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Barry Bonds in Context | The Nation

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Barry Bonds in Context

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As he has done with countless pitchers over the last quarter-century, Barry Bonds made the Justice Department sweat, cower and blink. Faced with entering a court of law with a losing hand, the US Attorney's office in San Francisco has delayed the case of The US v. Barry Bonds indefinitely. Efforts to prove that the home-run king lied in grand jury testimony about his anabolic intake have for now been benched.

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Dave Zirin
Dave Zirin
Dave Zirin, The Nation’s sports correspondent, is the author, most recently, of Game Over: How Politics Has...

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Fighting for breath when police and media are declaring war against a peaceful movement could not be more pressing.

Ariyana Smith lay on the court for four and a half minutes before her team’s game on November 29. She did not know that she would be the first in a historic movement of athletes speaking out against police violence.

The prosecution will now start a lengthy appeal of Judge Susan Ilston's devastating pretrial dismissal of most of their case. It had wanted to submit reams of evidence seized from Bonds's trainer Greg Anderson, without having Anderson testify to its authenticity. Ilston refused to let them. This left the prosecution with nothing but scatological testimony from Bonds's ex-mistress that dwelled more on testicles than test results, so they chose to retreat and regroup.

The Justice Department wins 95 percent of the cases it brings to trial, and make no mistake: this case was about to become part of the other 5 percent. The only thing the Justice Department had in its favor is what it always has, unlimited time and funds, so it's rolling the dice in hopes that a three-judge panel rules against Ilston. It wants the wiretaps, the illegal search and seizures and the acts of intimidation against Anderson's family all to stand legally. This is frightening, but prosecutors will likely find themselves very disappointed. The page appears to be turning on the entire Bush era of outlaw justice, and Barry Bonds will likely benefit.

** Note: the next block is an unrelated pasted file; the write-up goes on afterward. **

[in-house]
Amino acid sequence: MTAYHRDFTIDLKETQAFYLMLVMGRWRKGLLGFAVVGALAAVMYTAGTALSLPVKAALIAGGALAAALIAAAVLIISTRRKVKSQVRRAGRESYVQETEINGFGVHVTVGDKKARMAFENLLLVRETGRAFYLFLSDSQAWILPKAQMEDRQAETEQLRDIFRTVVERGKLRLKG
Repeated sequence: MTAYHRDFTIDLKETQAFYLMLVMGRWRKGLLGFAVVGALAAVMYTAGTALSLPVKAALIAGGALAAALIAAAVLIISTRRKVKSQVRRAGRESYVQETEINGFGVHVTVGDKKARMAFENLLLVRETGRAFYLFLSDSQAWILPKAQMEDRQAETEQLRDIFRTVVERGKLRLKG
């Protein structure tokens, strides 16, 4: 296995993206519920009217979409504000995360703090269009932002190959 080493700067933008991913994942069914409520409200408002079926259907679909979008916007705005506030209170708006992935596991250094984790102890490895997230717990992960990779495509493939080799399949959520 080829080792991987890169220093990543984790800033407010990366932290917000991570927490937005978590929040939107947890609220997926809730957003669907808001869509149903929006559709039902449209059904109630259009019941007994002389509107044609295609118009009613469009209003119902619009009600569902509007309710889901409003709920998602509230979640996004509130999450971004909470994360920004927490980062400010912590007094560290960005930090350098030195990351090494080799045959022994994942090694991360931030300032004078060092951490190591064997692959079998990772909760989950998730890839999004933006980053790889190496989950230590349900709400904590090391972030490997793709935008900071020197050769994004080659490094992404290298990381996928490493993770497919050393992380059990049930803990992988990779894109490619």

The case started when Attorney General John Ashcroft, the great champion of the Patriot Act, held a press conference in 2004 to announce that the investigation of the Bay Area Laboratory Co-operative was officially underway. Having the Attorney General convene a grand jury to look into steroid use was extreme overkill, but as commentators remarked at the time, it was a shot across the bow at Bonds. Most sports fans were very comfortable with seeing the despoiler of the national pastime get crushed. Bonds has had notoriously difficult relationships with the press, fans, teammates and management throughout his career. He is also black, which makes him an easier target. But the desire to see Bonds punished came at a terrible collective cost.

The Bonds case has always been about more than the sports media have chosen to dwell on. It's not about the scourge of anabolic steroids, or a surly, arrogant athlete getting his comeuppance. It isn't even about perjury. It's about how the Justice Department under Bush became untethered from the Bill of Rights.

This week, Obama Attorney General Eric Holder has released a series of post-9/11 memos that chill the spine. As the Washington Post reported:

Justice Department appointee John Yoo argued that constitutional provisions ensuring free speech and barring warrantless searches could be disregarded by the president in wartime, allowing troops to storm a building if they suspected terrorists might be inside. In another, the department asserted that detainees could be transferred to countries known to commit human rights abuses so long as US officials did not intentionally seek their torture.

And as Michael Isikoff wrote in Newsweek:

In the aftermath of the 9/11 attacks, the Justice Department secretly gave the green light for the US military to attack apartment buildings and office complexes inside the United States, deploy high-tech surveillance against US citizens and potentially suspend First Amendment freedom-of-the-press rights in order to combat the terror threat, according to a memo released Monday.

Bonds has been the most public victim of this frightening approach to law and justice. But while Americans followed the Bonds saga, and many cheered his professional demise, the real damage to civil liberties was being done. Shamefully underreported throughout the last decade were the stories of hundreds of Arabs and Muslims imprisoned and harassed through the Patriot Act, or the persecution of Sami Al Arian, or the hundreds of Maryland activists, who were spied upon for being environmentalists or anti-death penalty. They were all caught in the same net.

It is a very good thing that Holder is releasing these memos. But it's not enough. Repealing the Patriot Act is the best way to truly turn the page on a shameful era in the history of US law.

Still, the ruling of Judge Ilston and the backstepping of the San Francisco US Attorney's office is a good start. If they want to prove Bonds perjured himself, let's see if they can do it without torching the Bill of Rights in the process.

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